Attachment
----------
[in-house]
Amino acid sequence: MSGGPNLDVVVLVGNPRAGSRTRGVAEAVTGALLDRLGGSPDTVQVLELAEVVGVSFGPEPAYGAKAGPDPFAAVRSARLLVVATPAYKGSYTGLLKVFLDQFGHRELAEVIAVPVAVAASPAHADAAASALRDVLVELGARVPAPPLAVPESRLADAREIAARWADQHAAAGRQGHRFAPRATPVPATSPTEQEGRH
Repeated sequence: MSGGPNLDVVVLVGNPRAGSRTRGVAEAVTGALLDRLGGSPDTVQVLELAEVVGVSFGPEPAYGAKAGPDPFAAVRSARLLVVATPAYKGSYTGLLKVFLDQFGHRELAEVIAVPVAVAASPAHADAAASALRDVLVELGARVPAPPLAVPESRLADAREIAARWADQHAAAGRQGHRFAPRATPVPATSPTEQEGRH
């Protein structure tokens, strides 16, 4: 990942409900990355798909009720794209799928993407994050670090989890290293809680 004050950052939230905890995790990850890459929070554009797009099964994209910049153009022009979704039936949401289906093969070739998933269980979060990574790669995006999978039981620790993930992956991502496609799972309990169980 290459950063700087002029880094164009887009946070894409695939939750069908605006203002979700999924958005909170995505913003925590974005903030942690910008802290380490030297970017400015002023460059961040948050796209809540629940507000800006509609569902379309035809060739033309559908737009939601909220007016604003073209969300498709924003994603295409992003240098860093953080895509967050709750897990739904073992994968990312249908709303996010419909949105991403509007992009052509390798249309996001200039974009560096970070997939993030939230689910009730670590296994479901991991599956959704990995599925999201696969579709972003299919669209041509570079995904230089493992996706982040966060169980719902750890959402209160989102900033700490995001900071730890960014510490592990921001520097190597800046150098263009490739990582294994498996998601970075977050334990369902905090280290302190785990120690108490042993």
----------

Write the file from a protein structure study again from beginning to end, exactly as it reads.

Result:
[in-house]
Amino acid sequence: MSGGPNLDVVVLVGNPRAGSRTRGVAEAVTGALLDRLGGSPDTVQVLELAEVVGVSFGPEPAYGAKAGPDPFAAVRSARLLVVATPAYKGSYTGLLKVFLDQFGHRELAEVIAVPVAVAASPAHADAAASALRDVLVELGARVPAPPLAVPESRLADAREIAARWADQHAAAGRQGHRFAPRATPVPATSPTEQEGRH
Repeated sequence: MSGGPNLDVVVLVGNPRAGSRTRGVAEAVTGALLDRLGGSPDTVQVLELAEVVGVSFGPEPAYGAKAGPDPFAAVRSARLLVVATPAYKGSYTGLLKVFLDQFGHRELAEVIAVPVAVAASPAHADAAASALRDVLVELGARVPAPPLAVPESRLADAREIAARWADQHAAAGRQGHRFAPRATPVPATSPTEQEGRH
């Protein structure tokens, strides 16, 4: 990942409900990355798909009720794209799928993407994050670090989890290293809680 004050950052939230905890995790990850890459929070554009797009099964994209910049153009022009979704039936949401289906093969070739998933269980979060990574790669995006999978039981620790993930992956991502496609799972309990169980 290459950063700087002029880094164009887009946070894409695939939750069908605006203002979700999924958005909170995505913003925590974005903030942690910008802290380490030297970017400015002023460059961040948050796209809540629940507000800006509609569902379309035809060739033309559908737009939601909220007016604003073209969300498709924003994603295409992003240098860093953080895509967050709750897990739904073992994968990312249908709303996010419909949105991403509007992009052509390798249309996001200039974009560096970070997939993030939230689910009730670590296994479901991991599956959704990995599925999201696969579709972003299919669209041509570079995904230089493992996706982040966060169980719902750890959402209160989102900033700490995001900071730890960014510490592990921001520097190597800046150098263009490739990582294994498996998601970075977050334990369902905090280290302190785990120690108490042993």